Where next? I’m going to park this for now & focus on the possible family discussed in part 2 of this series. Is Lydia Saunders my 2 x great grandmother? Is her son James in the 1851 census my great grandfather? Going back to Phil Isherwood’s original post, I have an obvious gap in my timeline – the birth or baptism of James Saunders and his sister/s Elizabeth/Harriet. I’m going to focus on parishes in Paddington as that was where Lydia’s other children were baptised.
This #OnePlaceTragedy is of its time but, for me, it doesn’t feel out of place alongside the free school meals and food bank news stories of the last few months.
James Cornelius and Louisa Dickman started their married life on the 26th March 1892 in the grand setting of Bermondsey’s biggest parish church, St Mary Magdalen. James was living near the docks where he worked as a lighterman. Louisa gave her address as Riley Street: James’ widowed sister in law, Jane, lived at number 18 with her 3 children. Did Louisa help her out?
It wasn’t long before James and Louisa had a family of their own. By 1901, the family were living in number 7, Turner’s Retreat. In the short time since their marriage, the couple had already faced tragedy. Of their 4 sons and one daughter, only Jane Elizabeth (b. 1896), and Edward (b. 1900) were living with them. James (b. 1893) and John (b. 1898) both died in infancy. Philip (b. 1894) was a patient in Gore Farm Convalescent and Fever Hospital near Dartford, Kent. The hospital looked after patients with smallpox and other infectious diseases. Fortunately, Philip survived his spell in hospital and was back with the family by 1911.
By the summer of 1902, James and Louisa had a new addition to the family, a son who they called Thomas, but it wasn’t long before disaster struck again.
Thomas’ death and inquest were reported in several local papers, The Nottingham Evening Post gave a verbatim report of Louisa’s evidence.
Reading this, I can’t help feeling sorry for Louisa and angry at the coroner for his condescending attitude. A family who could only afford the cheapest food available would have no idea what hors d’oeuvres were, let alone have them with a meal!
The family continued to live in number 7 until about 1905. James and Louisa went on to have another son, Joseph b. 1907, and a daughter, Louisa Sarah b. 1910. Thankfully, their surviving children all lived to adulthood and had families of their own. James died in 1928, age 70, and Louisa died a few years later, in 1935, age 66.
When even your One Place Study street has disappeared, its difficult to pinpoint local landmarks. Only one of my two street studies still existed when this map was published. Turner’s Retreat, demolished by 1920, was situated behind The Horns pub. Woodlands Place was renamed Bacon Grove in the mid 1930s.
Looking at this 1940s OS map, there were many more landmarks than the Alaska Factory. I have written about it in a previous post. This post will look at one of the most important buildings for local residents, Bermondsey Central Baths.
When you think about public baths today, you might think of swimming pools, maybe a child’s paddling pool, a sauna, a gym, wave pool; a centre for leisure. Back in the 1930s, they played an important community health role.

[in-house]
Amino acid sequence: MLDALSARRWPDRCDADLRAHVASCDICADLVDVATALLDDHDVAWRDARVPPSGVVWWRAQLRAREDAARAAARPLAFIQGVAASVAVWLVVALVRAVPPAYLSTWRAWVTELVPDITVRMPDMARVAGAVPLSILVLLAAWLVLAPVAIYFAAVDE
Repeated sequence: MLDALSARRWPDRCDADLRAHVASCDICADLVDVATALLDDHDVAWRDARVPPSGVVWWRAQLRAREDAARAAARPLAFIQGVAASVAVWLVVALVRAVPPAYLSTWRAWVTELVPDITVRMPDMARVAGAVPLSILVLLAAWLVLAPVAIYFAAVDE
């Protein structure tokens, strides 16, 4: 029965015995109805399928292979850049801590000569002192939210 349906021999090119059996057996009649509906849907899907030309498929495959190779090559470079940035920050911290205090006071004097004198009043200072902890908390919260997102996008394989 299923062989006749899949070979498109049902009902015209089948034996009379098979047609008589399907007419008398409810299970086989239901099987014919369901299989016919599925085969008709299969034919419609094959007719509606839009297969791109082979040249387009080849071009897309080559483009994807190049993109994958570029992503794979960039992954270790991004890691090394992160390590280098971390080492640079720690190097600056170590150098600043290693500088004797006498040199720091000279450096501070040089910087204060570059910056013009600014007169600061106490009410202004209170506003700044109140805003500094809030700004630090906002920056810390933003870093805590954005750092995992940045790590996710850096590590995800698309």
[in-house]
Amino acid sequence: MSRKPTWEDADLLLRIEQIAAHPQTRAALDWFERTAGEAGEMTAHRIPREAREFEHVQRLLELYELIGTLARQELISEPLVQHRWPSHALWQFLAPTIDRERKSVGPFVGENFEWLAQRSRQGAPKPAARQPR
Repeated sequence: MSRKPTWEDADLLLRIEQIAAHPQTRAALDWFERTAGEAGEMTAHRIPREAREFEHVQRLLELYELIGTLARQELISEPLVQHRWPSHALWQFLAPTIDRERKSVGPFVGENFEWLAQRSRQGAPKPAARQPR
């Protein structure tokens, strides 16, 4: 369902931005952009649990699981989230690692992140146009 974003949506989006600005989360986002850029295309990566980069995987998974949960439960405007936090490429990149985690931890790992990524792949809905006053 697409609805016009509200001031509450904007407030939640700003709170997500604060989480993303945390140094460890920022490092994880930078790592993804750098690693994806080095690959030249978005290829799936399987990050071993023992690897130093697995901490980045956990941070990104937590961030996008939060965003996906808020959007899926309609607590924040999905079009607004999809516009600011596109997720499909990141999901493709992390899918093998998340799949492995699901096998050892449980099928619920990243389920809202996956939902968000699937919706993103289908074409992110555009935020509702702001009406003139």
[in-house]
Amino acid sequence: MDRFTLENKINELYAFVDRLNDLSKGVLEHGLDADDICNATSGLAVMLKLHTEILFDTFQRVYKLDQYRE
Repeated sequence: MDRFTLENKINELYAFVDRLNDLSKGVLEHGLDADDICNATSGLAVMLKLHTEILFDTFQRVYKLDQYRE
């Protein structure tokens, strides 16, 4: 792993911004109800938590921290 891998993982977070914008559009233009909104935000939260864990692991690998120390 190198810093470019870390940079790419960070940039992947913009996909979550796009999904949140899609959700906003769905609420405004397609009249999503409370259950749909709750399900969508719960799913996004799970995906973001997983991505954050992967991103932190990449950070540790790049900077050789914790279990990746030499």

Bermondsey Borough Council were pioneers of public health. During the 1920s and 1930s, the Public Health department made great efforts to improve the health of residents in the area. Living conditions were appalling for the majority of people. Housing was poor quality. Most, didn’t have access to water and weren’t connected to mains drainage. Houses were multi occupancy with the kitchen often being a space for a family to live in. There were no bathrooms. In some flats, up to 30 people shared a single outdoor toilet. Keeping clean and washing clothes would have been impossible without the existence of these baths.
Bermondsey Central Bath was opened in 1927, replacing the previous baths in Spa Road. It cost £150,000 to build, over £6 million in today’s money. There were first and second class swimming pools, slipper, Turkish and Russian baths and even tiny baths for babies. There was also a wash house for clothes. It’s not hard to imagine the residents of Woodlands Place being regular visitors.
Not everyone was happy about the new baths. An article in the Daily Mirror on the 26th September 1927 made it clear that the baths were seen as a waste of money.
There is a fantastic description of the baths in the article:
“The marble halls and the first class and second class swimming pools, with their stained glass windows, would have satisfied even the most luxury-loving Roman patrician. Below the level of the swimming baths are situated one of the most splendid Turkish baths in England. For 3s. 6d. one may revel in palatial hot rooms where a temperature of from 140 to 220 degrees is maintained. Ratepayers wonder how many Bermondsey residents will have the time or money to sample the delights of Turkish bathing after paying their 22s. 6d. in the £ rates. The Russian baths are likely to be much more popular, and it is anticipated that many bathers will pay the shilling fee for the pleasure of sampling the steam rooms. One of the most novel features of the Bermondsey bath palace is the Baby Department. Here baths are set aside for Bermondsey babies…….. In addition to the babies’ baths there are 126 private baths and an imposing recreation room. In constructing the building 2,500 tons of concrete, 350 tons of steel, over a million bricks and 1,500square yards of artificial marble were used.”
Whether the baths were good value or not is not for me to say. Evidence from local and national newspapers suggests that the baths were used for a variety of sporting and social events.
Local residents and schools were able to use the facilities until the baths finally closed in 1973. The building was demolished 2 years later. The image below shows the site as it is today.